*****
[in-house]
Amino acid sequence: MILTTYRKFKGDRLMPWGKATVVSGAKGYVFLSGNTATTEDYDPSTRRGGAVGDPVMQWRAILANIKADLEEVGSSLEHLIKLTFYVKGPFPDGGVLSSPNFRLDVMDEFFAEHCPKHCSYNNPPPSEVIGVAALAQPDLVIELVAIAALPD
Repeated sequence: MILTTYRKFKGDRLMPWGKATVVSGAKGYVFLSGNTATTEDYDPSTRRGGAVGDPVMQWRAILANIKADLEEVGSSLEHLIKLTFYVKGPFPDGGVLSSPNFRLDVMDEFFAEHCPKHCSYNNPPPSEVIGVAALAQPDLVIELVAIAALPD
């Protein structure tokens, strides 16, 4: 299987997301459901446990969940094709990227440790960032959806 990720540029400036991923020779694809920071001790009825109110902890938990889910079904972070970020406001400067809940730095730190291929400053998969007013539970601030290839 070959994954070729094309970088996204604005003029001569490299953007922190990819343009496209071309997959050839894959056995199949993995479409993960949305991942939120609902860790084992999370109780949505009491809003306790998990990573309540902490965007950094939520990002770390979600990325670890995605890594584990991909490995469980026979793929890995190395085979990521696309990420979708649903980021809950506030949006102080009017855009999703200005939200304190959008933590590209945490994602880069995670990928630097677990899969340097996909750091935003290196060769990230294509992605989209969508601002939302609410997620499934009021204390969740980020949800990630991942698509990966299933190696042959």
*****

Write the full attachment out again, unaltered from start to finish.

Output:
[in-house]
Amino acid sequence: MILTTYRKFKGDRLMPWGKATVVSGAKGYVFLSGNTATTEDYDPSTRRGGAVGDPVMQWRAILANIKADLEEVGSSLEHLIKLTFYVKGPFPDGGVLSSPNFRLDVMDEFFAEHCPKHCSYNNPPPSEVIGVAALAQPDLVIELVAIAALPD
Repeated sequence: MILTTYRKFKGDRLMPWGKATVVSGAKGYVFLSGNTATTEDYDPSTRRGGAVGDPVMQWRAILANIKADLEEVGSSLEHLIKLTFYVKGPFPDGGVLSSPNFRLDVMDEFFAEHCPKHCSYNNPPPSEVIGVAALAQPDLVIELVAIAALPD
């Protein structure tokens, strides 16, 4: 299987997301459901446990969940094709990227440790960032959806 990720540029400036991923020779694809920071001790009825109110902890938990889910079904972070970020406001400067809940730095730190291929400053998969007013539970601030290839 070959994954070729094309970088996204604005003029001569490299953007922190990819343009496209071309997959050839894959056995199949993995479409993960949305991942939120609902860790084992999370109780949505009491809003306790998990990573309540902490965007950094939520990002770390979600990325670890995605890594584990991909490995469980026979793929890995190395085979990521696309990420979708649903980021809950506030949006102080009017855009999703200005939200304190959008933590590209945490994602880069995670990928630097677990899969340097996909750091935003290196060769990230294509992605989209969508601002939302609410997620499934009021204390969740980020949800990630991942698509990966299933190696042959």